Archive for February, 2010
The Chile earthquake tends to wake one up to the idea of preparedness. It’s probably a good time to get out your copy of Backwoods Home Magazine’s Emergency Preparedness and Survival Guide and see if you’re ready for an emergency.
Annie is back to work. Just in time because we have gone into deadline for our next issue. I swapped offices with her so now she has a nice big office that she’s turned into a combo office/ playroom for the grandkids. Erik has gone back to the Marine Corps and will return home for good in May.
I did my first radio interview in 10 or 12 years — on KSGF Morning Talk Radio in Springfield, Missouri. Mas Ayoob did one on the same station the day before I did.
I have a type of stage fright as many of you may or may not know. It is nearly impossible for me to get up before more than two or three people and talk. I used to do a number of radio interviews in the early years of the magazine because I couldn’t see the audience, but I gave that up because the interviews made me too nervous. Ayoob talked me into doing this one, and I agreed so long as they interviewed John Silveira at the same time — I needed a friend to both put me at ease and answer questions when my stressed-out brain froze.
Our chickens started laying again a few weeks ago, giving us four or five eggs a day. These are mainly older birds with only three new chicks that are laying for the first time. I don’t know which one blew her assigned duties, but Sam found this egg in the chicken house the other day.
It has the texture of a balloon filled with water.
I find this forum discussion fascinating. It’s about Joe Stack crashing his small plane the other day into a building housing IRS employees. The comments are all over the place by people of varying political and philosophical persuasions. I’ve never been to this site before but I think this particular discussion offers a window into the general trend of thought in America today.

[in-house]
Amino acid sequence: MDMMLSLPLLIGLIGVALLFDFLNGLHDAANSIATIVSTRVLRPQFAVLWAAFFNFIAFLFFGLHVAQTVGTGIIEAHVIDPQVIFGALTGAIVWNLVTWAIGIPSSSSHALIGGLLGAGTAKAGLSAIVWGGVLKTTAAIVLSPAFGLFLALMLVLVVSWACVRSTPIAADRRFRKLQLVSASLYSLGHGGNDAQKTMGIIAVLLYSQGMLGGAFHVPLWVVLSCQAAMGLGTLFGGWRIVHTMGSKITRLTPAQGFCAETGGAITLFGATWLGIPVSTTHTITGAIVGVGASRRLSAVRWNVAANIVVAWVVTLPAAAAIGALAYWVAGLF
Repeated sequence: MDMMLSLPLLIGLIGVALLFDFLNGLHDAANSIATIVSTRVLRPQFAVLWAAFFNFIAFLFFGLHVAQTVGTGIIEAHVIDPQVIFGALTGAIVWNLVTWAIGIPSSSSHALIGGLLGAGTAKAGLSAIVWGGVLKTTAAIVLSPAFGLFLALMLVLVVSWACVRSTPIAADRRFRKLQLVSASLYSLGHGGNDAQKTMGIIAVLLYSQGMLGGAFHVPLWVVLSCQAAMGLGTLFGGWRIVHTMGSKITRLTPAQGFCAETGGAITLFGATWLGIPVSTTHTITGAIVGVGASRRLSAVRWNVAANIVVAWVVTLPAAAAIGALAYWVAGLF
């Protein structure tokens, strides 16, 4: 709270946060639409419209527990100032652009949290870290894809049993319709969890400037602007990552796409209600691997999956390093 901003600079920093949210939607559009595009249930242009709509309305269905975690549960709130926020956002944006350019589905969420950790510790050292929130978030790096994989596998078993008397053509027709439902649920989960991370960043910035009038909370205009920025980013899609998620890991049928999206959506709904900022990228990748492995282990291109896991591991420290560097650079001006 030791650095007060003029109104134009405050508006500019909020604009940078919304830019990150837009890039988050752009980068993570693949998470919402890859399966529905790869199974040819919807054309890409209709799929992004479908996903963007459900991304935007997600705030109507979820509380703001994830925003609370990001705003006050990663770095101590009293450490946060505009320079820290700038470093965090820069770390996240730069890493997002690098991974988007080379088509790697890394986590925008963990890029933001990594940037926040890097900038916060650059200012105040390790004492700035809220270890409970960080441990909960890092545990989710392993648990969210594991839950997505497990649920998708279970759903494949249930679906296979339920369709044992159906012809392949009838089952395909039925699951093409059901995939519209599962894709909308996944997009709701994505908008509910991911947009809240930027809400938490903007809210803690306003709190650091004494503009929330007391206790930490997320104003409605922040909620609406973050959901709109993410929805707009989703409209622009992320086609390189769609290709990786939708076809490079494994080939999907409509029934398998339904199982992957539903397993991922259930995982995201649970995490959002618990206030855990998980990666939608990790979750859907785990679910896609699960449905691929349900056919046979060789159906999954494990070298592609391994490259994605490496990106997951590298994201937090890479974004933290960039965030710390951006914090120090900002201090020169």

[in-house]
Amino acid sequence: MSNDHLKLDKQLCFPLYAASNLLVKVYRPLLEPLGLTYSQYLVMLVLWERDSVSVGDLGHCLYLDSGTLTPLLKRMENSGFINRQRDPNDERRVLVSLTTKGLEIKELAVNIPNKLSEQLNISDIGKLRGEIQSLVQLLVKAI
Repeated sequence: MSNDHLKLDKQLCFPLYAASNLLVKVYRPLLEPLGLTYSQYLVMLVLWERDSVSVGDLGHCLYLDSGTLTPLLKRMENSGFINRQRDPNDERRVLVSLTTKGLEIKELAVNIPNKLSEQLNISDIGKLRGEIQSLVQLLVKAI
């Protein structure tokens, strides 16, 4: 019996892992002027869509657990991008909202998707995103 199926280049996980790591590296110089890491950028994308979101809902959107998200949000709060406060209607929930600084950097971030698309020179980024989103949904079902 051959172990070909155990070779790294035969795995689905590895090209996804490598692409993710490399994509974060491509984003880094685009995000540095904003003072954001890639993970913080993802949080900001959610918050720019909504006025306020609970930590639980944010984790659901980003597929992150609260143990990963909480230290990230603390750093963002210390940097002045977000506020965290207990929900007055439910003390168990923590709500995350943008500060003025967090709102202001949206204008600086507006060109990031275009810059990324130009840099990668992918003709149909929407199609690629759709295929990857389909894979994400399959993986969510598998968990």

Here’s a very good podcast on why you should carry a concealed weapon, even at home, by Jack Spirko. Women will find it particularly informative.
The podcaster is Jack Spirko. He discusses all manner of subjects day after day in a clear, straightforward way. I find myself listening to his Survival Podcast more and more.
This is what’s so great about the Internet, and why it is so important for the future of freedom. It brings smart guys like Spirko into public view so they can discuss good ideas engagingly. The Internet tends to multiply people like him and magazines like BHM into the freedom revolution that is now taking hold in America. We are essentially another part of the whole “tea party” phenomenon that is growing a freedom movement from the bottom up.
Annie, by the way, is doing great.
Doctors delayed Annie’s transfer from the Intensive Care Unit (ICU) for a day, but she was transferred to the regular hospital ward late this afternoon. I think, but am not sure, she will be released tomorrow. She looks great, is breathing well, and all monitors and doctors’ experience indicate the baby has weathered this interlude in his mother’s life like it was just another day at the beach.